The Itoh peony flower is a hybrid of common herbaceous peonies and tree peonies, also known as the intersectional peony. Combining the best qualities of its parent plants, the Itoh peony is hardy to a variety of climates from USDA Zones 3a to 8a. These flowers have enormous, long-lasting blooms and strong stems, as well as dark green, lush, deeply lobed foliage that lasts until autumn. With blooms that can spread up to 8 inches across, Itoh peonies are available in a variety of vibrant colors including yellow, coral, pink, red, and white.
Although the foliage grows fairly quickly, these are relatively slow-maturing plants, and seedlings may require three or four years before they begin to bloom. However, potted nursery plants are usually at least two years old before they are sold, and a good healthy one-gallon nursery specimen may provide you with blooms in its first year. If you are buying mail-order bare roots, expect rather slow growth in the first year or two.
Peonies are mildly toxic to dogs, cats, and horses, due to the presence of paeonol in the leaves, roots, and stems.
|Common Name||Itoh peony, intersectional peony|
|Botanical Name||Paeonia cvs.|
|Plant Type||Herbaceous, perennial|
|Mature Size||3 ft. tall, 4 ft. wide|
|Sun Exposure||Full, partial|
|Soil Type||Rich, well-drained|
|Soil pH||Slightly acid to neutral (6.0 to 7.0)|
|Bloom Time||Late summer|
|Flower Color||Yellow, coral, pink, red, white|
|Hardiness Zones||3a–8a (USDA)|
|Native Area||Nursery hybrid|
|Toxicity||Toxic to pets|
Itoh Peony Care
Itoh peonies are planted in much the same way as standard herbaceous peonies. When purchasing potted nursery plants, it's best to plant them as soon as possible rather than letting them remain in pots for too long. Remember that they are large plants, so space them 3 to 4 feet away from other plants or other peonies.
Itoh peonies are best planted in the spring, as soon as the ground can be worked. Prepare the planting hole adequately, blending in amendments, if needed, to improve the soil's drainage. In colder zones, plant peonies a little deeper, with about 2 inches of soil covering the root ball. In warmer climates, the root ball can be just barely covered. Do not cover the root area with mulch or too much soil, as this can smother the roots and reduce blooming.
These plants are largely trouble-free once established, though they do need regular feeding. Since Itoh peonies have inherited the tree peony’s strong stems, gardeners don’t have to worry about staking since they are unlikely to bend over in wind and rain. They are also somewhat resistant to the various types of peony blight (botrytis and phytopthora) that are sometimes problems with herbaceous peonies.
The Itoh peony’s foliage will grow densely in full sun, but its flowers will typically last longer if the plants enjoy some light shade.
Water Itoh peonies in spring as new growth emerges, provided there's no natural rainfall for more than two weeks. Water lightly twice a week (no more than 1/2 inch at a time), but avoid drowning the soil. Ground-level soaking is generally better than overhead watering, which can splash fungal spores from plant to plant.
Be sure to plant Itoh peonies in rich, well-drained soil. These plants react badly when planted in dense, water-retentive soil. Make sure to amend with plenty of organic matter if your soil is not porous.
Temperature and Humidity
Itoh peonies are known to be cold-hardy, surviving winter temperatures below minus 25 degrees Fahrenheit. But in addition, Itoh hybrids work well in warmer climates, such as the temperatures in zone 8. They do not do well where winter temperatures stay above freezing, since they require a cool period to reset themselves for blooming the following spring.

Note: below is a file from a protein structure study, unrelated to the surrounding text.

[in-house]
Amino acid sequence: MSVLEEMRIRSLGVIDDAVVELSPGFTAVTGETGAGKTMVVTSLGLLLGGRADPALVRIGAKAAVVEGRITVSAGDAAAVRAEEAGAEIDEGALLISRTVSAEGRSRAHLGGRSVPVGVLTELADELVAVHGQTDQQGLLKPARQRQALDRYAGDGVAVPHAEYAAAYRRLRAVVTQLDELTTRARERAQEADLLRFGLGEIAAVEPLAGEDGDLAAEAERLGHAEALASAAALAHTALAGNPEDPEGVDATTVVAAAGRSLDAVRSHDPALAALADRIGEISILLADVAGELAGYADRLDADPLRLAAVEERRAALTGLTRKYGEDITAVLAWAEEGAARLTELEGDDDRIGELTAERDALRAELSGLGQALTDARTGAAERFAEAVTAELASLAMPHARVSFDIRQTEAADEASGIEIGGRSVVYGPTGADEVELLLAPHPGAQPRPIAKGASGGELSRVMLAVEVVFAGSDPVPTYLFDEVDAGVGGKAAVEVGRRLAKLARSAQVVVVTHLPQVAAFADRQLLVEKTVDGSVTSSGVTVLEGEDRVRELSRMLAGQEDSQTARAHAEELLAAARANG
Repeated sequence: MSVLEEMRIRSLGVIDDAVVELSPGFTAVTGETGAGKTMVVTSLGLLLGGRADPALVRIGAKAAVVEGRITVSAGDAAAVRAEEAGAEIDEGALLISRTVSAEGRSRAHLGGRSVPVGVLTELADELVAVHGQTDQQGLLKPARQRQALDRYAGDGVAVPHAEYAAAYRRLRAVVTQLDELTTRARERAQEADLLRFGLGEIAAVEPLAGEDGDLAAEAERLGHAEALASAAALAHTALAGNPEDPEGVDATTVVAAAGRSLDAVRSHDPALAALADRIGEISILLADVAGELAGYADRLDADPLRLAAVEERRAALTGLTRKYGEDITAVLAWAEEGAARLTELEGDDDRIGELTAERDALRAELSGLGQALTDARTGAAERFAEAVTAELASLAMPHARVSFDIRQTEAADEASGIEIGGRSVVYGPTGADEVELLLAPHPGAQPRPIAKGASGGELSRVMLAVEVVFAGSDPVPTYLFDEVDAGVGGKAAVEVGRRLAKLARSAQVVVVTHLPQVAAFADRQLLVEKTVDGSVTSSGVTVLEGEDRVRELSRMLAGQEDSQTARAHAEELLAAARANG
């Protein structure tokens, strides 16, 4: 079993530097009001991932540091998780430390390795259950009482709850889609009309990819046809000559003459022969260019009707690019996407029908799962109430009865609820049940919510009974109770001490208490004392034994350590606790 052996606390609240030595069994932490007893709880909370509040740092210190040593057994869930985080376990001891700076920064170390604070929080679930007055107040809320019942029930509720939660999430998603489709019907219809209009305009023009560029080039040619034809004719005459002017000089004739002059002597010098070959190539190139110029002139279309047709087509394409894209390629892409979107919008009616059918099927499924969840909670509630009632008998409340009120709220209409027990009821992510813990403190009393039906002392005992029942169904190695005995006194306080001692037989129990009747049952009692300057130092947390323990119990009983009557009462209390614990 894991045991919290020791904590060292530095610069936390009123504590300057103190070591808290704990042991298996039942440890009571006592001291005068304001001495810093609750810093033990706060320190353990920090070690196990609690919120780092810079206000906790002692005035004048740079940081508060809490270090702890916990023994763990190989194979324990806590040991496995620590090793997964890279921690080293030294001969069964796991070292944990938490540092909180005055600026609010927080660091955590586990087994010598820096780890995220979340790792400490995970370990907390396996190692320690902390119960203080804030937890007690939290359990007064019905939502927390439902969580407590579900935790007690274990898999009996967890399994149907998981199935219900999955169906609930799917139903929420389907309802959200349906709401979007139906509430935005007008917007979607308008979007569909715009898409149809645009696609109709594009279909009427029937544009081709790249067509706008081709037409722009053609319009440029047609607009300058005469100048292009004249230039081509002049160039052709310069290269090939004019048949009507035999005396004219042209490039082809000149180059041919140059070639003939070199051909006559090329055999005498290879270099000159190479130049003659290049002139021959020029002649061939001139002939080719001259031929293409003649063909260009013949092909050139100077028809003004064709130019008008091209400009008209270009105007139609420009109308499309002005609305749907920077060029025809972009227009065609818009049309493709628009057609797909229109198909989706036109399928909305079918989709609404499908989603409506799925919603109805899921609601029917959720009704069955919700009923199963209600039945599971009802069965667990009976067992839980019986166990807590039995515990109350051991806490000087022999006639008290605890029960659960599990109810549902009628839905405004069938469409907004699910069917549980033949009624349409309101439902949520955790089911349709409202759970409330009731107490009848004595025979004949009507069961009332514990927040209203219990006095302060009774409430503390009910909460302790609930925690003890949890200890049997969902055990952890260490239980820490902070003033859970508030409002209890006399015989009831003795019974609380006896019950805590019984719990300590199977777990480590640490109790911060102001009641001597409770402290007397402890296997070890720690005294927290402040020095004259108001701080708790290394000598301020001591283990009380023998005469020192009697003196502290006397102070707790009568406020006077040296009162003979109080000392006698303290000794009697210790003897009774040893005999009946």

Itoh peonies tolerate a range of humidity levels, though prolonged cool, humid conditions can encourage fungal diseases.
Peonies should get three good feedings a year: in the early spring as shoots appear; when the flower buds are just appearing; and in the fall to support root development before winter. When fertilizing your Itoh peonies in the spring and summer months, use a balanced 10-10-10 fertilizer; the fall feeding is best done with a 5-10-10 formulation. Itoh peonies seem to particularly enjoy foliar feeding with a water-soluble fertilizer.
Types of Itoh Peony
There are many varieties of Itoh peony to choose from, with a surprising range of flowers colors, sizes, and shapes. When choosing a variety, pay attention to the hardiness zone ratings, as some are not tolerant of zone 3 cold.
Here are some popular varieties:
- 'Garden Treasure' has large, golden-yellow double flowers. It grows up to 30 inches tall and 5 feet wide.
- 'Border Charm' is a smaller, 2-foot-tall plant with medium-sized semi-double yellow flowers.
- 'New Millenium' has coral pink semi-double flowers on 28-inch-tall plants.
- 'Bartzella' has very large bright yellow double blossoms with a slight red center stain; flowers have a slightly spicy scent. Plants grow to 36 inches.
- 'Keiko' has large, semi-double to double flowers; dark lavender-pink petals fade to a soft pink.
- 'Yankee Doodle Dandy' features semi-double to double blooms of deep pink with cream undertones. It grows to 36 inches tall.
- 'Takara' has unusual flowers, yellow with deep lavender-pink, on 24- to 30-inch plants.
- 'Singing in the Rain' has creamy yellow flowers that become gradually flushed with salmon. It grows 2 to 3 feet tall.
Itoh peonies can be deadheaded on an as-needed basis throughout the spring and summer months. Deadheading will stimulate the plant into producing additional waves of blossoms. In the fall, cut them about 4 to 6 inches from the soil level—or to wherever the stems die back to. Like herbaceous peonies, Itoh peonies will come back in the spring from the ground.
Propagating Itoh Peonies
Root division is the traditionally effective method of propagating all Itoh peonies. But be aware that peonies do not like to be disturbed, and division should be done only when you want to propagate new plants. It will take a couple of years for the replanted pieces to settle in and become vigorous again. Here's how to do it:
- In the early spring before active growth has started, dig up the entire root ball with a shovel.